Why the Service Economy is Good for USPosted: August 22, 2011 Filed under: Sociology | Tags: BLS, china, economy, information economy, information technology, labor, service economy, service sector, sociology, technology Leave a comment
Over the course of the last 60 years, the U.S. economy largely become a service economy, with services growing from 52% of jobs in 1950 to nearly 78% of jobs by 2006 (Hodson & Sullivan, 2008). While many in the mainstream media appear to bemoan the loss of manufacturing jobs and view the loss as an indicator signaling the decline of the U.S. economy, many see the shift to a service economy as normal process of economic maturation. Additionally, the shift to a service economy has occurred largely during a period of sustained economic growth. While typical processes of economic maturation are at work, the U.S. shift to a service economy has unique features that are concerning, like manufacturing job loss, outsourcing, and a shrinking middle class. Additionally, the pervasive use of information technology in the service sector is a unique feature of the economy that may portend additional economic and wage growth. The shift to a service economy likely has lasting implications for the U.S. economy and may have a lasting impact on U.S. economic power on the global stage.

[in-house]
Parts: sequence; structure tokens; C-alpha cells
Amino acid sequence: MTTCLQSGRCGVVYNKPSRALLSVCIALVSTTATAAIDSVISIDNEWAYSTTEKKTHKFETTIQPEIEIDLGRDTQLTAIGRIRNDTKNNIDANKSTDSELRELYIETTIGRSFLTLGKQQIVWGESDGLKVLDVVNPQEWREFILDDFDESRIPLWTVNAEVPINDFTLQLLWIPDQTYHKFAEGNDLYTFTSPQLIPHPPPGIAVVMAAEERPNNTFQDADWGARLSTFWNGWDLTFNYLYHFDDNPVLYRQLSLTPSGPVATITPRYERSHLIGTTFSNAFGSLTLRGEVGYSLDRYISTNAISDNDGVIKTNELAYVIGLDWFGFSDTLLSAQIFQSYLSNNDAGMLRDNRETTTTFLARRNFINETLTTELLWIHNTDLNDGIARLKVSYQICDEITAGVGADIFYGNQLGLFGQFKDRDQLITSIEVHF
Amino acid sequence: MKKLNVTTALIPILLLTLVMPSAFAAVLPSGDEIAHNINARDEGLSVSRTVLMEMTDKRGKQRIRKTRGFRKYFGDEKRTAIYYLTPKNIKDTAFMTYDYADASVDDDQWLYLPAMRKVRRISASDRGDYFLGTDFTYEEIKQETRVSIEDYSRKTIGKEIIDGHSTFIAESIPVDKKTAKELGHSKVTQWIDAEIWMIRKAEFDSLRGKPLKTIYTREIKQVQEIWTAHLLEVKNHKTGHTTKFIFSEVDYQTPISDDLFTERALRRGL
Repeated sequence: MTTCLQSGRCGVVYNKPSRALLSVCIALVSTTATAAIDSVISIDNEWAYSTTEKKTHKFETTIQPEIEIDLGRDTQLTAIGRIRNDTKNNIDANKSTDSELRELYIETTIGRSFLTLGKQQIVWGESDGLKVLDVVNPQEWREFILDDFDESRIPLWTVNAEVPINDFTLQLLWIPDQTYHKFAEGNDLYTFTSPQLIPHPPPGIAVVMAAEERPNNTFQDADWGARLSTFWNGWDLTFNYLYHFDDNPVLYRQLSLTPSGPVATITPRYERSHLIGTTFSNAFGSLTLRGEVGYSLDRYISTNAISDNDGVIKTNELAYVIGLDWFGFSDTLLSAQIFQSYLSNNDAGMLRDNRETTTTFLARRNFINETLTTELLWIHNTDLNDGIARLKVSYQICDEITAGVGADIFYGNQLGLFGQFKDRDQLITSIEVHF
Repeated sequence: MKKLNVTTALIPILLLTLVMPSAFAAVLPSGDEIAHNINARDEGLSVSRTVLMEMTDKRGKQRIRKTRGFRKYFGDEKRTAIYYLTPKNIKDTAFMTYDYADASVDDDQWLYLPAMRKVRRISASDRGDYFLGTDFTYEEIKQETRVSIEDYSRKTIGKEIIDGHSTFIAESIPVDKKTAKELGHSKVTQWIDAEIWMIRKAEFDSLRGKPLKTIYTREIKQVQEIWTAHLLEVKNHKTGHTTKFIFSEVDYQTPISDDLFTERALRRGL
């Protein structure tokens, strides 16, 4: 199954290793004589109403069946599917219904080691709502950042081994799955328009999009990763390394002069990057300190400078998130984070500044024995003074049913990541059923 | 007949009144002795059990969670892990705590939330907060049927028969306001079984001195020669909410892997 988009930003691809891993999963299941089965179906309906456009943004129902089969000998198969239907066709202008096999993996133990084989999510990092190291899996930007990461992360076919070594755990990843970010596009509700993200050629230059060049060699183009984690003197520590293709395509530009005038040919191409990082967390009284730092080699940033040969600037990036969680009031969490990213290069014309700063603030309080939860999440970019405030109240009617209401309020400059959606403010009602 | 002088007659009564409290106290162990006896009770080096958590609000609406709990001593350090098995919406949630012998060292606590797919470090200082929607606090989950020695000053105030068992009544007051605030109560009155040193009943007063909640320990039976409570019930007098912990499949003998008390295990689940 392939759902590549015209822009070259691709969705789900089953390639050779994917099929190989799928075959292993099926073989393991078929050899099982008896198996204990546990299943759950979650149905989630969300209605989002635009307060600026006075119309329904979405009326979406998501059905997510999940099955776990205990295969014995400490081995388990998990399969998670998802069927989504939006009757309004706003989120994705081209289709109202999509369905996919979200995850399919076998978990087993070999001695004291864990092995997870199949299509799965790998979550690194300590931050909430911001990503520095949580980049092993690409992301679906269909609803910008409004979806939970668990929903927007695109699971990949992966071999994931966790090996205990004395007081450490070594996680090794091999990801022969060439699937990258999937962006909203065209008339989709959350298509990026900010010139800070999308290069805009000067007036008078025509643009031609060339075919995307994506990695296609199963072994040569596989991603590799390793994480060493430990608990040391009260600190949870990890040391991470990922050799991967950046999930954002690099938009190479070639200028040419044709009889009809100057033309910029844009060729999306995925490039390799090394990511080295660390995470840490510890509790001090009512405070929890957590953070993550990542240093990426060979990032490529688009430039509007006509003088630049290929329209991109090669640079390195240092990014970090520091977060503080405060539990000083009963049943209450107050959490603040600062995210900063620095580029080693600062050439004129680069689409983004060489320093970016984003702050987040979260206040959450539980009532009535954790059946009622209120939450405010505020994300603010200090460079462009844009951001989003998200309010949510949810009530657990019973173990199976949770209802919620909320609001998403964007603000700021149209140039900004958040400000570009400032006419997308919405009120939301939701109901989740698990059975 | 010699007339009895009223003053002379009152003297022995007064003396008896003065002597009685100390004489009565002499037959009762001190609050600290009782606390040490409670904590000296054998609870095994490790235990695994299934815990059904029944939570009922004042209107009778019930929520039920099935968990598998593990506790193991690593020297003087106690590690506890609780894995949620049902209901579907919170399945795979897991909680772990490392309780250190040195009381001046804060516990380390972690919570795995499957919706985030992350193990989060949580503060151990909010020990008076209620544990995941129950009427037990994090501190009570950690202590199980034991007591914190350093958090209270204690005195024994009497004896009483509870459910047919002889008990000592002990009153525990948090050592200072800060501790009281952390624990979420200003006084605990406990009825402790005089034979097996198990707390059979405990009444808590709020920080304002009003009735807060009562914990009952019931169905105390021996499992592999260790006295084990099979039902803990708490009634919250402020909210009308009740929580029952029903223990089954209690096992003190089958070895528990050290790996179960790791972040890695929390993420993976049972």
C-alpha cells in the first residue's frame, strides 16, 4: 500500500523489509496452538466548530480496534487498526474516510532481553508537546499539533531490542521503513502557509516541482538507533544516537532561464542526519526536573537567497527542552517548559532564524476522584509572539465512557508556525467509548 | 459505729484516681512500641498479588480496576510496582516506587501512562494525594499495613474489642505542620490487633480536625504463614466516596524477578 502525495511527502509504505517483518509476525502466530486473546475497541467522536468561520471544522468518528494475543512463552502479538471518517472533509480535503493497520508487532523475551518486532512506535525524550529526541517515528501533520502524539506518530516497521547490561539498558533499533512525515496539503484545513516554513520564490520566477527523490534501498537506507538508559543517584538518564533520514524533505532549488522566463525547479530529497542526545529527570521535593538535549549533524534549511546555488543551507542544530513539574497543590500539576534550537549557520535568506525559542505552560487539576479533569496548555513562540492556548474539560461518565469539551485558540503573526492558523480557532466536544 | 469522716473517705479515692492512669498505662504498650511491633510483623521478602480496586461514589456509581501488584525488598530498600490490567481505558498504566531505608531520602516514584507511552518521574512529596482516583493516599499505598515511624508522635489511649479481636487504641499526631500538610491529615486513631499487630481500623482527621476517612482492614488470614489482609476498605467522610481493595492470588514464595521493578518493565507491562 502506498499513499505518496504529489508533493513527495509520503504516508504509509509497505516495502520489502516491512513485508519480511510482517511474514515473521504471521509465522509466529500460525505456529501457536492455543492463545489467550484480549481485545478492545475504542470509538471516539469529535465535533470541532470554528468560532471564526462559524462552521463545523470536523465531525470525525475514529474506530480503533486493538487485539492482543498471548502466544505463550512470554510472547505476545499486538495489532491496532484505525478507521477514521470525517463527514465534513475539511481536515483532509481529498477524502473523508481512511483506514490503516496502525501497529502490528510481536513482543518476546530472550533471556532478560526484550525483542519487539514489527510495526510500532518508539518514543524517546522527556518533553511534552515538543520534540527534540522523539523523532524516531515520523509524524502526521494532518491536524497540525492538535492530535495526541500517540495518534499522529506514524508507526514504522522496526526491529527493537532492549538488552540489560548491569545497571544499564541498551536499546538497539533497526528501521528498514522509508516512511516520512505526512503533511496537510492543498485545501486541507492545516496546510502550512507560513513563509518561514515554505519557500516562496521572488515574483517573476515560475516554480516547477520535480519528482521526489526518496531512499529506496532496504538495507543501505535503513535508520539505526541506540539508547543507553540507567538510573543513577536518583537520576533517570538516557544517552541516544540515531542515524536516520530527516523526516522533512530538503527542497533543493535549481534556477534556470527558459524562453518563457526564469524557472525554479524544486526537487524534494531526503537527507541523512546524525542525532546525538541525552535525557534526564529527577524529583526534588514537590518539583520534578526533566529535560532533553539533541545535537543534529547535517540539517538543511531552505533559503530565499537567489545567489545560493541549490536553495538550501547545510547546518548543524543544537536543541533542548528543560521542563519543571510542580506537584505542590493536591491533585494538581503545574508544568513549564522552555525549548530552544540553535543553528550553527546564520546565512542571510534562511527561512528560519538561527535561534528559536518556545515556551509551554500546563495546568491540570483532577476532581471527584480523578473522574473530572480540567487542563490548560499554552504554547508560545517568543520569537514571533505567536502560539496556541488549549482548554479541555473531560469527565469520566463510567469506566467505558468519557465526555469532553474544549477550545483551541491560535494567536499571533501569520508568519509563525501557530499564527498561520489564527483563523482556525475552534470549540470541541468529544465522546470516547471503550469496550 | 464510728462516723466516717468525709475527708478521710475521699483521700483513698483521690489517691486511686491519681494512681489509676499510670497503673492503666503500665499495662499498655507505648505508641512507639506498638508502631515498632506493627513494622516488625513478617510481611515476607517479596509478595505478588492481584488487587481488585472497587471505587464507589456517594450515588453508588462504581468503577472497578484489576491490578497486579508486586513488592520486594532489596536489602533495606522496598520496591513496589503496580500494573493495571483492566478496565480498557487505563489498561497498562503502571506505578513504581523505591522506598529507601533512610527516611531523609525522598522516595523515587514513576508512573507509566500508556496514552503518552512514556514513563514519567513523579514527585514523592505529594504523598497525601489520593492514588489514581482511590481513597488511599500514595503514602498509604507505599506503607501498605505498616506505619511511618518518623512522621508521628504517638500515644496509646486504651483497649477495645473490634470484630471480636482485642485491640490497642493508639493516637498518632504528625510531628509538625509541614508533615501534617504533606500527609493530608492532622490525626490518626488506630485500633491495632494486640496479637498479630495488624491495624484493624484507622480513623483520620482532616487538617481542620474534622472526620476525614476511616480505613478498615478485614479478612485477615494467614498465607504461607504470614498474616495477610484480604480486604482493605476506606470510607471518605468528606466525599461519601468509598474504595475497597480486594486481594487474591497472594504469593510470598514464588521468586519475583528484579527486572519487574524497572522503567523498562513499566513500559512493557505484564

The economic shift from agriculture to manufacturing and eventually to services describes the well-known evolution of a maturing economy. According to the World Bank, “these two consecutive shifts are called industrialization and post-industrialization”(Soubbotina, 2004, p. 64). These economic shifts occur as a result of gains in per capita income; as individual income grows, the requirement for food reaches a limit and more is spent on material goods and as the demands for goods are met, more income is spent on services (Soubbotina, 2004). In a sense, per capita income growth resulting in changing patters of consumer spending is a significant driver of the shift to a services economy. Bureau of Labor Statistics economist Mitra Toosi (2002) found more than 60% of U.S. employment is generated by consumer spending “with consumers increasingly shifting their purchases to a sophisticated array of personal services” (p. 1).
In addition to shifting consumer needs, increased manufacturing productivity and globalization have also influenced the shift to services. The popular press often decries the loss of manufacturing jobs and the resulting impact on the U.S. economy, frequently laying blame on outsourced manufacturing to developing countries. However, Collins and Ryan (2007) found technology-driven manufacturing productivity improvements created more job loss than outsourced jobs. Former Secretary of Labor and Chancellor’s Professor of Public Policy at the University of California at Berkeley, Robert Reich (2009) vividly described the impact of manufacturing technology on a factory floor: